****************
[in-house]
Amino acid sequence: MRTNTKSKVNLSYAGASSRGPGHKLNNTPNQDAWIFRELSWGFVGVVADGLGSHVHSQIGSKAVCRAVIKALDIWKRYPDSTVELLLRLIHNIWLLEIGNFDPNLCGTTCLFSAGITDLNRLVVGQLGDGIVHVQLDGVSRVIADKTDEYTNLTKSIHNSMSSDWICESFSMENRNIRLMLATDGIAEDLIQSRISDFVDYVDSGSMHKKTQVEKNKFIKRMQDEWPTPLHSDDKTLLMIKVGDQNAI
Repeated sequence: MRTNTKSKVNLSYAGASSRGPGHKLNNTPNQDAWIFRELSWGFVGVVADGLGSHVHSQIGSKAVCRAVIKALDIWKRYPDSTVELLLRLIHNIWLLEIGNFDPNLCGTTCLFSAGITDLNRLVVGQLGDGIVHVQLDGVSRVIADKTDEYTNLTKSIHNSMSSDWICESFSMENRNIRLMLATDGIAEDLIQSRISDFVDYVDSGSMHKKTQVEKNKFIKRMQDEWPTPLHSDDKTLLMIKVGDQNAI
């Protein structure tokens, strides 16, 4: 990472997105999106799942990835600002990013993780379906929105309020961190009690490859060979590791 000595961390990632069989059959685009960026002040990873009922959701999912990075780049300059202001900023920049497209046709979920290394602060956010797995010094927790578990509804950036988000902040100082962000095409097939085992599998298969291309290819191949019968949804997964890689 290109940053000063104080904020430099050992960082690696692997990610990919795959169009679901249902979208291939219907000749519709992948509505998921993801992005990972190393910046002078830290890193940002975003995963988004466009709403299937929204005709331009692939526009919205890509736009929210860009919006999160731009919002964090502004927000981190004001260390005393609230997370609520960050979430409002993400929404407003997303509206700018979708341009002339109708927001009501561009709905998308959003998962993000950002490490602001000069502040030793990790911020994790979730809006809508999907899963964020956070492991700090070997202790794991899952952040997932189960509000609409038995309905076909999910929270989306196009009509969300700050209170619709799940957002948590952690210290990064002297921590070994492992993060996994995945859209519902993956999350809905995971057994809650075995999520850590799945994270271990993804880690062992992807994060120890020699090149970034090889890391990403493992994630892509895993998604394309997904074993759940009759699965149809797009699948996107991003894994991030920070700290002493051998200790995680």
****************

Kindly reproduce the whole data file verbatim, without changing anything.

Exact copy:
[in-house]
Amino acid sequence: MRTNTKSKVNLSYAGASSRGPGHKLNNTPNQDAWIFRELSWGFVGVVADGLGSHVHSQIGSKAVCRAVIKALDIWKRYPDSTVELLLRLIHNIWLLEIGNFDPNLCGTTCLFSAGITDLNRLVVGQLGDGIVHVQLDGVSRVIADKTDEYTNLTKSIHNSMSSDWICESFSMENRNIRLMLATDGIAEDLIQSRISDFVDYVDSGSMHKKTQVEKNKFIKRMQDEWPTPLHSDDKTLLMIKVGDQNAI
Repeated sequence: MRTNTKSKVNLSYAGASSRGPGHKLNNTPNQDAWIFRELSWGFVGVVADGLGSHVHSQIGSKAVCRAVIKALDIWKRYPDSTVELLLRLIHNIWLLEIGNFDPNLCGTTCLFSAGITDLNRLVVGQLGDGIVHVQLDGVSRVIADKTDEYTNLTKSIHNSMSSDWICESFSMENRNIRLMLATDGIAEDLIQSRISDFVDYVDSGSMHKKTQVEKNKFIKRMQDEWPTPLHSDDKTLLMIKVGDQNAI
């Protein structure tokens, strides 16, 4: 990472997105999106799942990835600002990013993780379906929105309020961190009690490859060979590791 000595961390990632069989059959685009960026002040990873009922959701999912990075780049300059202001900023920049497209046709979920290394602060956010797995010094927790578990509804950036988000902040100082962000095409097939085992599998298969291309290819191949019968949804997964890689 290109940053000063104080904020430099050992960082690696692997990610990919795959169009679901249902979208291939219907000749519709992948509505998921993801992005990972190393910046002078830290890193940002975003995963988004466009709403299937929204005709331009692939526009919205890509736009929210860009919006999160731009919002964090502004927000981190004001260390005393609230997370609520960050979430409002993400929404407003997303509206700018979708341009002339109708927001009501561009709905998308959003998962993000950002490490602001000069502040030793990790911020994790979730809006809508999907899963964020956070492991700090070997202790794991899952952040997932189960509000609409038995309905076909999910929270989306196009009509969300700050209170619709799940957002948590952690210290990064002297921590070994492992993060996994995945859209519902993956999350809905995971057994809650075995999520850590799945994270271990993804880690062992992807994060120890020699090149970034090889890391990403493992994630892509895993998604394309997904074993759940009759699965149809797009699948996107991003894994991030920070700290002493051998200790995680």